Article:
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Parking surveys have traditionally been conducted to address parking supply/demand, utilization, and turnover issues as part of the transportation planning process. However, as travel demand models have become increasingly sophisticated, parking surveys are also being used to provide additional travel behavior data for input into the modeling proc­ess. For example, parking generation surveys can improve the travel model calibration process by identifying and matching the demand and supply of vehicle trips generated to and from parking facilities located within specific traffic analysis zones (TAZs). Parking pricing surveys can also provide a more sophisticated understanding of the price elasticities of parking costs that greatly affect mode choice and consequently, travel behavior.

Parking surveys conducted to improve the travel modeling process are similar to workplace or establishment surveys, in that trip-makers are usually surveyed at the attraction end of their trip. The purpose of collecting these data relates to the number, type, and geo­graphical distribution of the trips attracted to a specific facility within the framework of the travel model. Workplace and establishment surveys are more common, and, in many cases, may prove to be more effective in gathering travel behavior data than parking surveys. An important con­sideration related to the implementation of parking surveys is that, by definition, the data may be biased since only information about the auto­mobile travel mode is collected.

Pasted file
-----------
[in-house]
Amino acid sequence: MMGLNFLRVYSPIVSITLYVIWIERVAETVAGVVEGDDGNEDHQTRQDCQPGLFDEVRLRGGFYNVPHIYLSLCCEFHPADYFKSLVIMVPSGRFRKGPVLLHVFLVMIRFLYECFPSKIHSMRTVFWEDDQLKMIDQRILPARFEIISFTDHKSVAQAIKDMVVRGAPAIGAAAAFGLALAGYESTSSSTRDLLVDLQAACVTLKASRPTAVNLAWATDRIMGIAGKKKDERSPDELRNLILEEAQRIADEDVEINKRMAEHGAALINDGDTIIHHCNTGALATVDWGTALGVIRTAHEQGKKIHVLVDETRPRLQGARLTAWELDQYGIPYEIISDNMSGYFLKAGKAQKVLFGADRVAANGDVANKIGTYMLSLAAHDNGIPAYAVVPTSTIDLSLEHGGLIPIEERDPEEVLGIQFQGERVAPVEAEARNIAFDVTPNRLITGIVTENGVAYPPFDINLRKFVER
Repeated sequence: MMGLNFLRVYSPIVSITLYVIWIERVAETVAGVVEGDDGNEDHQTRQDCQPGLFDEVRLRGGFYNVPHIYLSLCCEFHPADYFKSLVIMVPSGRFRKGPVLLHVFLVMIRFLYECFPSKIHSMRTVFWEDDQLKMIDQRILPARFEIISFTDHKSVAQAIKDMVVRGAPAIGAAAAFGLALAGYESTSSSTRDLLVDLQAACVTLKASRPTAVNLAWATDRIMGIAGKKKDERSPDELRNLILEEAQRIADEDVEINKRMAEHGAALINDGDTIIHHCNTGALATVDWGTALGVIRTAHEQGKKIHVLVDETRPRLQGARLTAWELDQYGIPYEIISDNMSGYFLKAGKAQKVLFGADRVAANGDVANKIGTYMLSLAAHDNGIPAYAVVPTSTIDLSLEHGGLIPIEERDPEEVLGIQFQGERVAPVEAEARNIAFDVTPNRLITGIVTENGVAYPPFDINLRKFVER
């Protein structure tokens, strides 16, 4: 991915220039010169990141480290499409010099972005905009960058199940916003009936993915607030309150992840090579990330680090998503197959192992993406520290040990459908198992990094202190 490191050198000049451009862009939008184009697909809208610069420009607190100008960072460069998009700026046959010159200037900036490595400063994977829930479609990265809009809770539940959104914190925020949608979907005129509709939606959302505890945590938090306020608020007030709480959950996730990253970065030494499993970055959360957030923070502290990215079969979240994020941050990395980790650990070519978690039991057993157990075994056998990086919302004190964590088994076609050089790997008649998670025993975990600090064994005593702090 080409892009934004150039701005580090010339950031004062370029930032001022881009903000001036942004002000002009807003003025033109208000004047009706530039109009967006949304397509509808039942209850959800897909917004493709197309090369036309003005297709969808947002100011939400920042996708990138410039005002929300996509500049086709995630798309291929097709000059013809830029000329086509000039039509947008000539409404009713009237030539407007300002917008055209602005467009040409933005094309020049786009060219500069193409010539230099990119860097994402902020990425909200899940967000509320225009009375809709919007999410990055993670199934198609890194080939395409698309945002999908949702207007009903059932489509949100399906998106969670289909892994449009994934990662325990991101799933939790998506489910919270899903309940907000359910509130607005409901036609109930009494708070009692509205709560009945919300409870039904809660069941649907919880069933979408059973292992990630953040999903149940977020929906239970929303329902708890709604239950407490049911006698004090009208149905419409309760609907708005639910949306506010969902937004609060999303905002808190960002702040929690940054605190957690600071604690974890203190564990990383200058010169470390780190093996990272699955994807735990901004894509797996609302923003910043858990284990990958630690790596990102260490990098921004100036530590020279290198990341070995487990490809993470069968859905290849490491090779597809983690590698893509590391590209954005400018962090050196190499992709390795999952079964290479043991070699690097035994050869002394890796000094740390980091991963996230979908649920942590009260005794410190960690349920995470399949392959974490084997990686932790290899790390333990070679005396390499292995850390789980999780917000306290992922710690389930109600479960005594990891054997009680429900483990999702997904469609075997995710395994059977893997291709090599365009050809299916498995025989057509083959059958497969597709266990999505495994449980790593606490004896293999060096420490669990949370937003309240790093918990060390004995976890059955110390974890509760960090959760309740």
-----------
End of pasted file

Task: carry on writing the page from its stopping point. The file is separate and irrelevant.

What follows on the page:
Survey teams should consider using the parking survey instead of the workplace and establishment survey (or as a supplement to either) for input into the travel modeling process:

  • To obtain data about specific parking facility (lots and garages) loca­tions;
  • To obtain accurate parking facility cost data;
  • To obtain trip origin and destination data on automobile users who may park in a central location while traveling to their actual destina­tions by other modes such as walking and public transportation (e.g., shoppers and workers in a Central Business District);
  • To obtain auto, transit, and walk access information for trip makers traveling from parking facilities to their actual destinations;
  • To obtain information on the short-term and long-term parking facility mix;
  • To obtain detailed information for specific subareas within the travel modeling system; and
  • To obtain data on trip making to and from park-and-ride facilities if new infrastructure improvements are being considered.
  • A special consideration is “parking congestion”, an analog to roadway congestion. Data on when parking lots reach capacity and how that alters travel behavior is an important component of any fine-grained facility analysis.

The following types of parking facilities should be targeted for surveying in order to collect travel behavior information for input into the travel modeling process:

  1. Parking garages or lots available to the general public. If a facility serves only one employer or one building, a workplace/establishment survey will likely result in a higher response rate at lower survey im­plementation costs. Also, if a particular parking facility is only open to specific parkers such as parkers with monthly passes, parking sur­veys will probably not be an effective means of gathering unbiased travel behavior data.
  2. Parking garages or lots available to the general public that cater to non-work users such as shoppers and tourists. These types of activi­ties are less predictable than work travel, and therefore parking sur­veys may provide additional input and detail about overall travel behavior.

References

  1. Tierney et al.’s FHWA Manual Chapter 12 (Cambridge Systematics 1994).
  2. Jesse Simon and Chris Simek. Online Travel Survey Manual. Chapter 12.